As widely predicted, the cash rate will stay on hold at 2.5 per cent.
Speaking to finder.com.au, AMP Capital’s chief economist Dr Shane Oliver said “not enough has happened to justify moving rates”.
“The line at the end of recent RBA statements has been that 'a period of stability' and recent comments from the RBA governor Glenn Stevens is clearly signalling that rates will stay on hold for some time, and prior to moving rates they would probably change that statement,” he said.
“The next change will probably be a rate hike, not until around sometime June quarter next year ... There's a good chance we won't get back to 5 per cent in this cycle.”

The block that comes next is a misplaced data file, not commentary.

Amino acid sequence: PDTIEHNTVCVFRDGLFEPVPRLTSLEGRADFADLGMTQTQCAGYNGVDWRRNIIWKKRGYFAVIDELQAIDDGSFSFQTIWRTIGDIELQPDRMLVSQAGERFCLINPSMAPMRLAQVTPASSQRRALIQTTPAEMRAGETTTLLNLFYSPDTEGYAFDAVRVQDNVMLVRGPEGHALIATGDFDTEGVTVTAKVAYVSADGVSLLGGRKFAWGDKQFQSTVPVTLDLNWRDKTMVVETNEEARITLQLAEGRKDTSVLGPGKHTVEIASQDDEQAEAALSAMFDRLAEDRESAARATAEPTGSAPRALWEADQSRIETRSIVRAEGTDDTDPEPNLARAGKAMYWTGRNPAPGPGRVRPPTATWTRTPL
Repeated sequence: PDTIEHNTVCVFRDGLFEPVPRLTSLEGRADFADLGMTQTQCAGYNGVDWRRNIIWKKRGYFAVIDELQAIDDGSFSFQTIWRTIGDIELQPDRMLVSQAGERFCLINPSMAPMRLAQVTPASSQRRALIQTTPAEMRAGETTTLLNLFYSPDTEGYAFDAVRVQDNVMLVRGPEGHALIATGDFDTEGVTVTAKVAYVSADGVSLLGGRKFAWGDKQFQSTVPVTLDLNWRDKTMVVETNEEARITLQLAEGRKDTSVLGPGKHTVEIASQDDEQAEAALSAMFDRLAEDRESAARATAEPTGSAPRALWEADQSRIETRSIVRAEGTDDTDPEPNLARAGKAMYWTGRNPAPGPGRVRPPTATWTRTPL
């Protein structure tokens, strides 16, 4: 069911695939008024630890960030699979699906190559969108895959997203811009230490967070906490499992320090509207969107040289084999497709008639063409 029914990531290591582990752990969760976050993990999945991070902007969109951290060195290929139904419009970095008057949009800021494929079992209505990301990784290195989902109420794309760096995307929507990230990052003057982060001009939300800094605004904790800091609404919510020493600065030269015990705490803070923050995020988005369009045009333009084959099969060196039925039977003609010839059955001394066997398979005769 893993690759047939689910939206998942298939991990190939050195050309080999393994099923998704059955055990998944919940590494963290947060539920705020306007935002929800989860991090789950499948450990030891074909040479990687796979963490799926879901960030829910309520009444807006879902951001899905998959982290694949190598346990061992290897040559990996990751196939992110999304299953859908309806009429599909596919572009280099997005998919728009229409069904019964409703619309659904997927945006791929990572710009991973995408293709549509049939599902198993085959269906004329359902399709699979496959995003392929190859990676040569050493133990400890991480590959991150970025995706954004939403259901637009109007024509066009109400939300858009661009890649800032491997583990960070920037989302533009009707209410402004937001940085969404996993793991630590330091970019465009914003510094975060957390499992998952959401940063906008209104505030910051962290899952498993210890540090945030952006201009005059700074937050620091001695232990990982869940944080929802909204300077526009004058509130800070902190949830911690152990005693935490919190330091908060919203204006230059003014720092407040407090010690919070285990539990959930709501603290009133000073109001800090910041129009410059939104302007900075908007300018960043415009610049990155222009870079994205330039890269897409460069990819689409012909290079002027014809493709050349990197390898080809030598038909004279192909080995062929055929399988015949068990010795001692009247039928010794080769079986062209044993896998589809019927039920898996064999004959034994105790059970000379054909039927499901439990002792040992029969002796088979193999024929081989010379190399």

Also speaking to finder.com.au, chief economist at the Commonwealth Bank Michael Blythe similarly said that the RBA continues to indicate it wants a period of stability.
“We have the next change in November, but that will depend on the coming months,” he said.
RP Data’s research director, Tim Lawless, said the cash rate decision has come at a time when value across the housing market is continuing, albeit at a more modest pace compared to last year.
“It is looking increasingly like the official cash rate will remain at its low setting, at least for the remainder of this year, which should continue to support housing demand,” he said.
“Capital gains over the past 12 months were recorded at 10.2 per cent across the combined capital cities; however, we are expecting growth rates to moderate over the coming months as natural affordability constraints and low rental yields in the largest capital cities work to slow the rate of capital gains.”